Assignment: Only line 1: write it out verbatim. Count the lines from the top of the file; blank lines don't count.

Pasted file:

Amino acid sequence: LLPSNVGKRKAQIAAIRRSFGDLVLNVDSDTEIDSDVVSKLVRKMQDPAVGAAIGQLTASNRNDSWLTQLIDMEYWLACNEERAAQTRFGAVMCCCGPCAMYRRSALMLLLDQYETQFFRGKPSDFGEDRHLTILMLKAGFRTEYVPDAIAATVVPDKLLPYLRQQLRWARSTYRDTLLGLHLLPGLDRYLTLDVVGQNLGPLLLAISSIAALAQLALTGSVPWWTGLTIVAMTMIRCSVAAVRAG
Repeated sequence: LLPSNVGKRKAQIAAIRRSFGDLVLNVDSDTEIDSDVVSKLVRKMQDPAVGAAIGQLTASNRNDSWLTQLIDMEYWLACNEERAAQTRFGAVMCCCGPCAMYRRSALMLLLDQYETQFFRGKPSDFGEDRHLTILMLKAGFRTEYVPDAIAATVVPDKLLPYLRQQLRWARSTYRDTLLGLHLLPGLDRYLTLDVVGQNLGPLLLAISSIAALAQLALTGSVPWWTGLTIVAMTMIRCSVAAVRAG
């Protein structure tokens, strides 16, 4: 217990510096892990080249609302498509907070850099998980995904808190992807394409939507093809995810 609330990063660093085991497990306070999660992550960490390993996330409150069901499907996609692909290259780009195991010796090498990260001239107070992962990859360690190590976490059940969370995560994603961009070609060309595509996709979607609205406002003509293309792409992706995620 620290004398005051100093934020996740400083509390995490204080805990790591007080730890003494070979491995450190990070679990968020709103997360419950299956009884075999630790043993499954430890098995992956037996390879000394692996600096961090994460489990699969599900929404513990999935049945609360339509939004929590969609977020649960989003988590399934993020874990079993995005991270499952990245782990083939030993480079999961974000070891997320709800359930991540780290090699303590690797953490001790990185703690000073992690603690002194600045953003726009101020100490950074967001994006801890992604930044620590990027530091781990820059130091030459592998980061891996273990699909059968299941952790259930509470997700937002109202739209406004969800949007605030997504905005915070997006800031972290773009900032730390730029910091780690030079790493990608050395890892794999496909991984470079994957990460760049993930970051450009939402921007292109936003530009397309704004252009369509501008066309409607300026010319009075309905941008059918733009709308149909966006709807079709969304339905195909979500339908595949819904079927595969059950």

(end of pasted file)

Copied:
Amino acid sequence: LLPSNVGKRKAQIAAIRRSFGDLVLNVDSDTEIDSDVVSKLVRKMQDPAVGAAIGQLTASNRNDSWLTQLIDMEYWLACNEERAAQTRFGAVMCCCGPCAMYRRSALMLLLDQYETQFFRGKPSDFGEDRHLTILMLKAGFRTEYVPDAIAATVVPDKLLPYLRQQLRWARSTYRDTLLGLHLLPGLDRYLTLDVVGQNLGPLLLAISSIAALAQLALTGSVPWWTGLTIVAMTMIRCSVAAVRAG